I’ve had an amazing time in this part of the country.  It truly is the last frontier of Canada.

Thanks to my son for allowing me to use some of his photos.

http://mmellway.wix.com/photography

https://www.facebook.com/martymellwayphotography/

Land of the Midnight Sun

I left beautiful Vancouver Island behind and travelled to the far north to the city of Whitehorse in Canada’s Yukon Territory.  Vancouver was a balmy 12C degrees and raining while my destination boasted -8C degrees and snow.  I had my winter boots on and my winter jacket was in my backpack.

We flew over the west coast mountain ranges at 32,000 feet in the air and I clearly saw snow covered mountains and greeny-blue glacial lakes.  What a site to behold!  And just when I thought it couldn’t get any better, I saw the spectacular site of even taller mountains in the distance, thrust above all the other peaks in majestic form.  I discovered later that the tallest is probably Mount Logan, the highest mountain in Canada.

British Columbia mountain ranges from above

British Columbia mountain ranges from above

Our flight attendants on Air North, Yukon’s airline were a welcoming and jovial bunch and made the 2.5 hour trip a fun, do-it-again adventure.  The service was the best I’ve experienced and they kept bringing around beverages, lunch, and dessert, all included in the flight at no extra charge.  And as we began our decent from the brilliant sun through the thick cloud into Whitehorse, flight attendant David brought around candy!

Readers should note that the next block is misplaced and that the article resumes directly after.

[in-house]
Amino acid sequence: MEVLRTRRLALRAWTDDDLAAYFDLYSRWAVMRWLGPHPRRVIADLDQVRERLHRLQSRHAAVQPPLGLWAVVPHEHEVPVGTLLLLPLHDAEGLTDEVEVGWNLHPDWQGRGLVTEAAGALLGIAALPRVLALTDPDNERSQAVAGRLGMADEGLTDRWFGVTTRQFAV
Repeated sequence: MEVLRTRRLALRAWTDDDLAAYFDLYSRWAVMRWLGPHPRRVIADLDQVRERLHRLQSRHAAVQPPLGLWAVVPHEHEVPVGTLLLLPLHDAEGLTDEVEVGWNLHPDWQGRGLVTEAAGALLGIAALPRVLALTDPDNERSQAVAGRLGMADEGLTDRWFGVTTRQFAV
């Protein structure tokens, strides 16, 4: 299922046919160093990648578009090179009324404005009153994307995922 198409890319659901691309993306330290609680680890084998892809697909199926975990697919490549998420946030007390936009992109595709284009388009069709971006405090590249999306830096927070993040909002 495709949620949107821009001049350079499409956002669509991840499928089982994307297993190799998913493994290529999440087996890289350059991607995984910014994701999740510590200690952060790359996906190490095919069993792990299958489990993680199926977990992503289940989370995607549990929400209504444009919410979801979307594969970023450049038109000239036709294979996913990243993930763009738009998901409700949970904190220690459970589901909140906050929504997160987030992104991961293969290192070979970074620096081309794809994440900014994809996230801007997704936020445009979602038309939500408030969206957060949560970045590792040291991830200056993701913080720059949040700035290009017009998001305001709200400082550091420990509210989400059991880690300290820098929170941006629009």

Being early November, the days get ‘shorter’ and darkness blankets this country for more than half of the 24 hour day.  But that’s a good thing for someone like me anticipating seeing the Aurora Borealis – Northern Lights.  I’ve only witnessed this marvel of nature 3 times briefly in my life.  Verses of Robert Service and Jack London danced through my head…… and I thought fondly of my dear departed parents-in-law who lived in the Yukon 65 years ago.

The historic Yukon River @ Whitehorse

The historic Yukon River @ Whitehorse

I stayed with my son Marty and D-I-L Jeanette in their new home in northern British Columbia, lovingly known as an adopted part of the Yukon.  Next blog post I’ll share my experience as an ‘Outsider’ in this last frontier.